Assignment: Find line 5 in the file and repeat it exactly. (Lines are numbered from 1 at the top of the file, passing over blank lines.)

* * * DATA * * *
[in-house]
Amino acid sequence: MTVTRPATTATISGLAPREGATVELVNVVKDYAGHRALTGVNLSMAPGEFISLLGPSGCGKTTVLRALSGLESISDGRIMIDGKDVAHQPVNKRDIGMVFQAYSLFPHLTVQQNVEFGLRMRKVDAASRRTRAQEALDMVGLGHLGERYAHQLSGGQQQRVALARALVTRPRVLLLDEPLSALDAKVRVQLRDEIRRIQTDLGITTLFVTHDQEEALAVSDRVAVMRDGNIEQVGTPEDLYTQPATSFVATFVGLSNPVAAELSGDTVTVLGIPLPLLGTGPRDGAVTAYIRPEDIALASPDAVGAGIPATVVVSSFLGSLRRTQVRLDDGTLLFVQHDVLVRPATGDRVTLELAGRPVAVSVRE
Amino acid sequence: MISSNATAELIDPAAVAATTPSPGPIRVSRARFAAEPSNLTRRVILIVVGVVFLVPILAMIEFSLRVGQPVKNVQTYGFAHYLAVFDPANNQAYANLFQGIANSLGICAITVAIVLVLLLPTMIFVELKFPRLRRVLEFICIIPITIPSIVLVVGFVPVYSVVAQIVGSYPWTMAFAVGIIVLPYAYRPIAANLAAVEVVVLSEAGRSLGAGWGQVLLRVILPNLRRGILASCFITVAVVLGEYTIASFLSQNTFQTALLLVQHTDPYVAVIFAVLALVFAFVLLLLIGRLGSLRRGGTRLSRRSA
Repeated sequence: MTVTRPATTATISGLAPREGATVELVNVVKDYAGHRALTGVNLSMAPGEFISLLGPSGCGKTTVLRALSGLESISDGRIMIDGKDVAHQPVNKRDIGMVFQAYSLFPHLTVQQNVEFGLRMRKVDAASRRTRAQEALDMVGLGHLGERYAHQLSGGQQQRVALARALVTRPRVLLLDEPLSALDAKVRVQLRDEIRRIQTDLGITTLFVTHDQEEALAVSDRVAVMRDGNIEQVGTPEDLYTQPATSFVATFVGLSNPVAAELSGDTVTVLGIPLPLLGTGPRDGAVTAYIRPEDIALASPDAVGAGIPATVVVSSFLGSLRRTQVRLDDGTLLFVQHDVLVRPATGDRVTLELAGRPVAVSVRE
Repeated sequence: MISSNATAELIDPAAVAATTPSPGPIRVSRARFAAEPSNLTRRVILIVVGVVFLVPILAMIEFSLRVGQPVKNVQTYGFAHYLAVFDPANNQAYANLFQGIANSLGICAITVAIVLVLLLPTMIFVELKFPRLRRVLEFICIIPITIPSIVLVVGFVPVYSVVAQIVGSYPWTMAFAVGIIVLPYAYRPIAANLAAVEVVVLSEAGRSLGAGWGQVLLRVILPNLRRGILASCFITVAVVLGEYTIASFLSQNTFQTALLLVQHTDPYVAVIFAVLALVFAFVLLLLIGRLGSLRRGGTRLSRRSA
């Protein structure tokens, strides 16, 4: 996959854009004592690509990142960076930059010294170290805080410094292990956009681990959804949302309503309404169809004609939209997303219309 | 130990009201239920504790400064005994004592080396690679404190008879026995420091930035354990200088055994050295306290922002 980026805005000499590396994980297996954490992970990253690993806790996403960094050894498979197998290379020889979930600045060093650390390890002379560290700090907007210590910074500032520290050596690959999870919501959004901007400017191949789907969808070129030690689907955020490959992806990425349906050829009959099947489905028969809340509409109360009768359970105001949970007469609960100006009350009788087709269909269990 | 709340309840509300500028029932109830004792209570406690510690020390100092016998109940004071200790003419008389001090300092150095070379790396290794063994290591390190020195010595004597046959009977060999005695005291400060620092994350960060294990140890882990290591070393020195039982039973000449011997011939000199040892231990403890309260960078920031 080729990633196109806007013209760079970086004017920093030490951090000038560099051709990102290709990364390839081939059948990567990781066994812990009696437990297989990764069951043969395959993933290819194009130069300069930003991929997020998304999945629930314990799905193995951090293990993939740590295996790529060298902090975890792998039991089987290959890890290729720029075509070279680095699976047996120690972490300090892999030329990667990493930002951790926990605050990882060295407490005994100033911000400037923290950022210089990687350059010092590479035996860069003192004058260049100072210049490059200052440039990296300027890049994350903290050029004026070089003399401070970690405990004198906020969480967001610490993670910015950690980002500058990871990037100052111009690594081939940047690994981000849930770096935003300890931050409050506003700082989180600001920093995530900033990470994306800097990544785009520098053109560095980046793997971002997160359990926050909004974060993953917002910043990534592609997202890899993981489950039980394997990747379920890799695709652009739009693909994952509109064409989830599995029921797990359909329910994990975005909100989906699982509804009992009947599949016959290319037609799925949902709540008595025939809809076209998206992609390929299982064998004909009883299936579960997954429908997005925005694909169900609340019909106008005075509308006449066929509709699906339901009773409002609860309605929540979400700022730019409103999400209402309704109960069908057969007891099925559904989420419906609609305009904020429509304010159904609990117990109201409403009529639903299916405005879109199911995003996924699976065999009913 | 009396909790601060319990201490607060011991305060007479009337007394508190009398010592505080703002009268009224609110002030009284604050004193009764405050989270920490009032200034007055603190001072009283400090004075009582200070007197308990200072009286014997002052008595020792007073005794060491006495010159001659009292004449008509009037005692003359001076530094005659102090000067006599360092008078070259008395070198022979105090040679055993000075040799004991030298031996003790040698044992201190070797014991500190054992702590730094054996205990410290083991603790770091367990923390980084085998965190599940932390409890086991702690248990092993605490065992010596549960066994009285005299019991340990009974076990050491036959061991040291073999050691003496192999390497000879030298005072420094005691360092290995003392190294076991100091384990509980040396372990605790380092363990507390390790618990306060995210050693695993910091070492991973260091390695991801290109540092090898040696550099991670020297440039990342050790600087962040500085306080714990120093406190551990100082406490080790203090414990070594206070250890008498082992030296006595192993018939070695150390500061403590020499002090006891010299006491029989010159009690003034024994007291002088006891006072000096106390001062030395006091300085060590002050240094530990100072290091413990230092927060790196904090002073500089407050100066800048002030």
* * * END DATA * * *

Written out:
Repeated sequence: MISSNATAELIDPAAVAATTPSPGPIRVSRARFAAEPSNLTRRVILIVVGVVFLVPILAMIEFSLRVGQPVKNVQTYGFAHYLAVFDPANNQAYANLFQGIANSLGICAITVAIVLVLLLPTMIFVELKFPRLRRVLEFICIIPITIPSIVLVVGFVPVYSVVAQIVGSYPWTMAFAVGIIVLPYAYRPIAANLAAVEVVVLSEAGRSLGAGWGQVLLRVILPNLRRGILASCFITVAVVLGEYTIASFLSQNTFQTALLLVQHTDPYVAVIFAVLALVFAFVLLLLIGRLGSLRRGGTRLSRRSA